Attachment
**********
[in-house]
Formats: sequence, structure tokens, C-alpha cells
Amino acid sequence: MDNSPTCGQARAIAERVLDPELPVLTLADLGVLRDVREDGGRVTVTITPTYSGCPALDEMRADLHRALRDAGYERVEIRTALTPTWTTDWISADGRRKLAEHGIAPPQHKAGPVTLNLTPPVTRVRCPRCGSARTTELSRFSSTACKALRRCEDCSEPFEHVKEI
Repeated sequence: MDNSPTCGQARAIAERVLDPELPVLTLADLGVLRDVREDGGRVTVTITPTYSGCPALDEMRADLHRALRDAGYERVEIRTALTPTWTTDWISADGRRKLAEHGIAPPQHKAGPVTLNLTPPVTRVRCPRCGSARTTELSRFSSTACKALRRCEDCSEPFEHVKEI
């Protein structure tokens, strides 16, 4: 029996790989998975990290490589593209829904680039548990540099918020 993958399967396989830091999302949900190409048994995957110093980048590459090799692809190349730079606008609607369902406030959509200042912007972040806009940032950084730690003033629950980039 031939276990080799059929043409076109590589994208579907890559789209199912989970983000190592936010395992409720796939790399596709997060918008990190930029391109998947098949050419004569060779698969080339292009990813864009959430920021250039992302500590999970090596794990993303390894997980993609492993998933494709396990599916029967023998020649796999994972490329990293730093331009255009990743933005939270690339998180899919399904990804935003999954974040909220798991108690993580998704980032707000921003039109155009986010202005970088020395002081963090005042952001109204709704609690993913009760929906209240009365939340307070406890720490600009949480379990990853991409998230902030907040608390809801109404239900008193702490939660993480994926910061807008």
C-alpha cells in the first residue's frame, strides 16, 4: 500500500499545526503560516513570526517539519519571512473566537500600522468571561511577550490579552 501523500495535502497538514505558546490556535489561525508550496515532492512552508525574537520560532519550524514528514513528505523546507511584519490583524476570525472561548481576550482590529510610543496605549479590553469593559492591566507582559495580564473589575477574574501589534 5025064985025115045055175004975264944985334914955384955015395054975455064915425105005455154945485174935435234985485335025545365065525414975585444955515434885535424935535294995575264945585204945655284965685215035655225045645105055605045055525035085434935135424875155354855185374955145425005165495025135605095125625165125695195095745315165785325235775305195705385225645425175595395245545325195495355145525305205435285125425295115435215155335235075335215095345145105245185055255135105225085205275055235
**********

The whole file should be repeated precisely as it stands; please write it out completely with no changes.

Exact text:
[in-house]
Formats: sequence, structure tokens, C-alpha cells
Amino acid sequence: MDNSPTCGQARAIAERVLDPELPVLTLADLGVLRDVREDGGRVTVTITPTYSGCPALDEMRADLHRALRDAGYERVEIRTALTPTWTTDWISADGRRKLAEHGIAPPQHKAGPVTLNLTPPVTRVRCPRCGSARTTELSRFSSTACKALRRCEDCSEPFEHVKEI
Repeated sequence: MDNSPTCGQARAIAERVLDPELPVLTLADLGVLRDVREDGGRVTVTITPTYSGCPALDEMRADLHRALRDAGYERVEIRTALTPTWTTDWISADGRRKLAEHGIAPPQHKAGPVTLNLTPPVTRVRCPRCGSARTTELSRFSSTACKALRRCEDCSEPFEHVKEI
């Protein structure tokens, strides 16, 4: 029996790989998975990290490589593209829904680039548990540099918020 993958399967396989830091999302949900190409048994995957110093980048590459090799692809190349730079606008609607369902406030959509200042912007972040806009940032950084730690003033629950980039 031939276990080799059929043409076109590589994208579907890559789209199912989970983000190592936010395992409720796939790399596709997060918008990190930029391109998947098949050419004569060779698969080339292009990813864009959430920021250039992302500590999970090596794990993303390894997980993609492993998933494709396990599916029967023998020649796999994972490329990293730093331009255009990743933005939270690339998180899919399904990804935003999954974040909220798991108690993580998704980032707000921003039109155009986010202005970088020395002081963090005042952001109204709704609690993913009760929906209240009365939340307070406890720490600009949480379990990853991409998230902030907040608390809801109404239900008193702490939660993480994926910061807008």
C-alpha cells in the first residue's frame, strides 16, 4: 500500500499545526503560516513570526517539519519571512473566537500600522468571561511577550490579552 501523500495535502497538514505558546490556535489561525508550496515532492512552508525574537520560532519550524514528514513528505523546507511584519490583524476570525472561548481576550482590529510610543496605549479590553469593559492591566507582559495580564473589575477574574501589534 5025064985025115045055175004975264944985334914955384955015395054975455064915425105005455154945485174935435234985485335025545365065525414975585444955515434885535424935535294995575264945585204945655284965685215035655225045645105055605045055525035085434935135424875155354855185374955145425005165495025135605095125625165125695195095745315165785325235775305195705385225645425175595395245545325195495355145525305205435285125425295115435215155335235075335215095345145105245185055255135105225085205275055235